Not even the chilly morning rain could dampen the spirits of nearly 1,200 runners who took to the puddle-ridden Madison streets Sunday morning for the 10th annual Canterbury 5K and 10K Run/Walk for Literacy.
Presented by Canterbury Booksellers Caf? and Inn, the event helped raise money and awareness in celebration of literacy. All proceeds went to the Madison Area Literacy Council.
An eclectic crowd of participants — ranging from recreational to elite runners — gathered at the starting line for the race.
Madison Public Schools Superintendent Elizabeth Burmaster was on hand to officially start the race, which looped around State Street and the Lakeshore Path to finish at the intersection of State and Broom. She stressed the importance of efforts such as the Canterbury Run/Walk in helping improve the lives of the 17,000 people in Dane Country who are illiterate.
“You are all making a difference by coming out and participating in this event,” she told the crowd before firing the starting gun.
Also present Sunday morning to lend her support and help oversee the event was Trudy Barash, owner of Canterbury Booksellers Caf? and Inn. Barash spoke fondly of the event, which came from an idea her husband had ten years ago to host a race event for the community.
“We thought literacy would be a logical connection. It’s so sad that there are adults who can’t read. … We thought it was a great and important cause to be associated with,” Barash said. “This race really represents a cross-section of Madison, and we just love the idea of people getting together for a splendid cause.”
A large number of UW students took part in the race, including repeat men’s 5K winner Sergio Palacios, a doctoral student in bacteriology. Palacios echoed Barash’s sentiments and cited parallels between the Canterbury race and his favorite races in his native Mexico.
“It’s a really nice course through the city,” Palacios said. “Plus, I’m a scientist, so I’m all about education!”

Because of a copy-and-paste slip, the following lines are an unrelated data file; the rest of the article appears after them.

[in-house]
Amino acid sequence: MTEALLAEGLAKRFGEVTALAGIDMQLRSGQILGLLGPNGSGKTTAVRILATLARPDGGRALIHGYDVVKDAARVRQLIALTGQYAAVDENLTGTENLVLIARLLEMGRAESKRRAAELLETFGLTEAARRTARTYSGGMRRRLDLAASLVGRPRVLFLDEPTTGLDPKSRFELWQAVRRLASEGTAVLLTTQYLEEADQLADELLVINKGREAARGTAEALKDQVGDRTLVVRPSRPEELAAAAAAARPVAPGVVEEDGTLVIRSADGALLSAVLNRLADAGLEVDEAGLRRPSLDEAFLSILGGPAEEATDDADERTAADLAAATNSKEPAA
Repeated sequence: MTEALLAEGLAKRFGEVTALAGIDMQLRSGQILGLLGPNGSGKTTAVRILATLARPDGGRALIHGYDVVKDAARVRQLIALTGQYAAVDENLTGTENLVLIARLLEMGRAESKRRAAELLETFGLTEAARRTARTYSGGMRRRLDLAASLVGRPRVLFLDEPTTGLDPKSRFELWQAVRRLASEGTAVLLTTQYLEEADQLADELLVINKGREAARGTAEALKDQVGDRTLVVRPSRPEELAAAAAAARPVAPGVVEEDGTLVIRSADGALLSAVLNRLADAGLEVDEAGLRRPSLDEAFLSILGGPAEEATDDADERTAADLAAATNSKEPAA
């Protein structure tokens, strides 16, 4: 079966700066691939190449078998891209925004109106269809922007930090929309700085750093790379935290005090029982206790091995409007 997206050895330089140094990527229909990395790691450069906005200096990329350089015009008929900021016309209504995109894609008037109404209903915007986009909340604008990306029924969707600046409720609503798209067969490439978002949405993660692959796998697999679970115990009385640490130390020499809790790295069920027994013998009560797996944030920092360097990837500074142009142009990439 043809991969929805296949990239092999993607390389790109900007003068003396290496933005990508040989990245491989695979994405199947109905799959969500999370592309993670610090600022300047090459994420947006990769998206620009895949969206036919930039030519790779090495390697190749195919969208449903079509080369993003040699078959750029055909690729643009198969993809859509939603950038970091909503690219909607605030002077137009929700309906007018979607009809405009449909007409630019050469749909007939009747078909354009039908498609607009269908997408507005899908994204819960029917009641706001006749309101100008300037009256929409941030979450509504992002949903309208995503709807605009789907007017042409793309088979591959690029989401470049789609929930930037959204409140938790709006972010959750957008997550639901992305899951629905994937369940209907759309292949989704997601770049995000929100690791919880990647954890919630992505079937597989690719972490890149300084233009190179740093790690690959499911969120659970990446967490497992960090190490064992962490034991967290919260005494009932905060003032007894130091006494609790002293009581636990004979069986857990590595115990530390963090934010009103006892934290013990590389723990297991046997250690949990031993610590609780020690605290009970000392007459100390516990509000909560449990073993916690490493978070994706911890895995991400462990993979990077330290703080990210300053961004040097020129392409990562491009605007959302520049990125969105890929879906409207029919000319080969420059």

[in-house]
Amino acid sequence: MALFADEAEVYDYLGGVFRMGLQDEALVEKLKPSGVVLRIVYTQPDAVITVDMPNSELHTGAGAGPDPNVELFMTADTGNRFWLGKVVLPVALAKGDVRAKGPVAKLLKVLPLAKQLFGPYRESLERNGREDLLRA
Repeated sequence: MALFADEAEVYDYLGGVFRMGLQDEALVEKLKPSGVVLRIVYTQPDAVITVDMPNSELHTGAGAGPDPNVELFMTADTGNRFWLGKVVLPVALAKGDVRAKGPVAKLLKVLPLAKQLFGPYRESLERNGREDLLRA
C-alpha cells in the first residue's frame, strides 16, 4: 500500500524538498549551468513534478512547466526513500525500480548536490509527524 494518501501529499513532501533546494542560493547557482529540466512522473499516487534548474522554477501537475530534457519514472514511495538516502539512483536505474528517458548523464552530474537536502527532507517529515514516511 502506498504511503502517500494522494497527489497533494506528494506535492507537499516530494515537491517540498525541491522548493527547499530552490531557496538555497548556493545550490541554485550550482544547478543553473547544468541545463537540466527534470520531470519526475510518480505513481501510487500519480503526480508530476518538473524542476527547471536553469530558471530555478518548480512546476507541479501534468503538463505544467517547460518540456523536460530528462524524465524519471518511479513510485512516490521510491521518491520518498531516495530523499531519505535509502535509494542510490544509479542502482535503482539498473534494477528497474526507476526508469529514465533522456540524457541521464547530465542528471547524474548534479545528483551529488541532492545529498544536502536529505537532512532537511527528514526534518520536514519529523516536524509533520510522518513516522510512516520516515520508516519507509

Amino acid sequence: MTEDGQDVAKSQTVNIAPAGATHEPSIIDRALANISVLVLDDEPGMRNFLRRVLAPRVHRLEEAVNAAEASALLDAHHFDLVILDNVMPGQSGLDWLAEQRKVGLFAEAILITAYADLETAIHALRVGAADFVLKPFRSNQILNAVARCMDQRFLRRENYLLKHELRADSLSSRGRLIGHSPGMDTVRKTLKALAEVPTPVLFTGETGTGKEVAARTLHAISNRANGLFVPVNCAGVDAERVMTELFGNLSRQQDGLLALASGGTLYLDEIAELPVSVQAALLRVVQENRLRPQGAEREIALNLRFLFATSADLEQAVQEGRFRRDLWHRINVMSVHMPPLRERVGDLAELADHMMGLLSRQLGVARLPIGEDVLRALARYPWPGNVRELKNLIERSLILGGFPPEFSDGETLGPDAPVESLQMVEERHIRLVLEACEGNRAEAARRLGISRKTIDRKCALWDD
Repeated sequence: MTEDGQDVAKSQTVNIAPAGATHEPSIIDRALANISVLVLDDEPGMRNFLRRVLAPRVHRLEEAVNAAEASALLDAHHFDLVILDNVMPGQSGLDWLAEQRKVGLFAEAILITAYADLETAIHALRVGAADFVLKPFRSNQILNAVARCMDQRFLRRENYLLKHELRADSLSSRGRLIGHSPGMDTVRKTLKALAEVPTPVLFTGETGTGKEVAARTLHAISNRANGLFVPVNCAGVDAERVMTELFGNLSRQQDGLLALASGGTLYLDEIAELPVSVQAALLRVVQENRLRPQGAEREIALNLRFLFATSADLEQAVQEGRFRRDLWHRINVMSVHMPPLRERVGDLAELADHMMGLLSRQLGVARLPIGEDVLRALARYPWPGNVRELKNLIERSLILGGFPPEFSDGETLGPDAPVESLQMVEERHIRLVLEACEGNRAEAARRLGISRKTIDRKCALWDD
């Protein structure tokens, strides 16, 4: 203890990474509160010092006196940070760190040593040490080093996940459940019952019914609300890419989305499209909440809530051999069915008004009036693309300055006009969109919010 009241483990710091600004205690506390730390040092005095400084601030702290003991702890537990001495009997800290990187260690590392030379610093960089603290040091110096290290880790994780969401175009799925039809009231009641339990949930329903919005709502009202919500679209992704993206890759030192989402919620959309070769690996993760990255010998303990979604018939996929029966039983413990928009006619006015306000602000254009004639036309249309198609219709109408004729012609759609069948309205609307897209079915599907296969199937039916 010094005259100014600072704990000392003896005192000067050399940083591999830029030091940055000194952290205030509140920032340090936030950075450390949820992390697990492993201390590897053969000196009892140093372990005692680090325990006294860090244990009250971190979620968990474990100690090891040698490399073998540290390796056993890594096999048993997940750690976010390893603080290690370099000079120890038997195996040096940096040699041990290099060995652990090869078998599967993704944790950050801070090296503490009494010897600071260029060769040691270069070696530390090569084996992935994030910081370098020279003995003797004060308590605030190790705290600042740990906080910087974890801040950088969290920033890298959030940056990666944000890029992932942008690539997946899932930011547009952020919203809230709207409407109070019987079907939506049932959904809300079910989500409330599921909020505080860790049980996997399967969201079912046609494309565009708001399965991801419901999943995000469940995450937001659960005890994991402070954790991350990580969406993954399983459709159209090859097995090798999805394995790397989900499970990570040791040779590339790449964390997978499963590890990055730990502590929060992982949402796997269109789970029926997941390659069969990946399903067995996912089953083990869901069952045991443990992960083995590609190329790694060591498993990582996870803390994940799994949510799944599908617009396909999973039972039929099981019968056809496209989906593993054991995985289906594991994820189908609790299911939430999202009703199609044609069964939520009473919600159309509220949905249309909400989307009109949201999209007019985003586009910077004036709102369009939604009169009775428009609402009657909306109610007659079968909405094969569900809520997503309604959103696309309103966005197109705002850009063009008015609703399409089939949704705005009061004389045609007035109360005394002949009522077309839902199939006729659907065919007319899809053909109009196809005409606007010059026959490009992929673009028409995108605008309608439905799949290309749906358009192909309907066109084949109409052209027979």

For Jim Reardon, a 10K finisher and post-doctoral student in physics, Sunday’s race marked his third year taking part in the event.
“This is a tradition — it’s the classic Madison race,” Reardon said. “Everyone’s here, and it unites my two favorite passions: running and reading.”
In addition to the race’s scenic route and the great camaraderie, participants arrived Sunday morning in anticipation of another bonus — free long-sleeved t-shirts, which have become somewhat legendary in the community and are collected by many. Emblazoned with the Canterbury logo, the shirts remain in demand long after the race has ended each year. Due to the increasing popularity of the race, as well as its notoriety in running magazines and among the running elite, the shirts have been spotted on people around the world, Barash said.
“I love to think of our shirt being worn in Stuttgart or Paris,” she said. “These shirts have taken on a life of their own.”
According to Gregory Markle, executive director of the Madison Area Literacy Council, the Canterbury Race usually generates about $20,000 each year. As the largest fundraiser for the Madison Area Literacy Council, the annual event has become an important part of Madison culture, evident in Sunday’s turnout and the high enthusiasm among participants.
“The people who run and participate show strong support and are linked to the cause,” Markle said. “Plus, we also have the coolest race t-shirts in town.”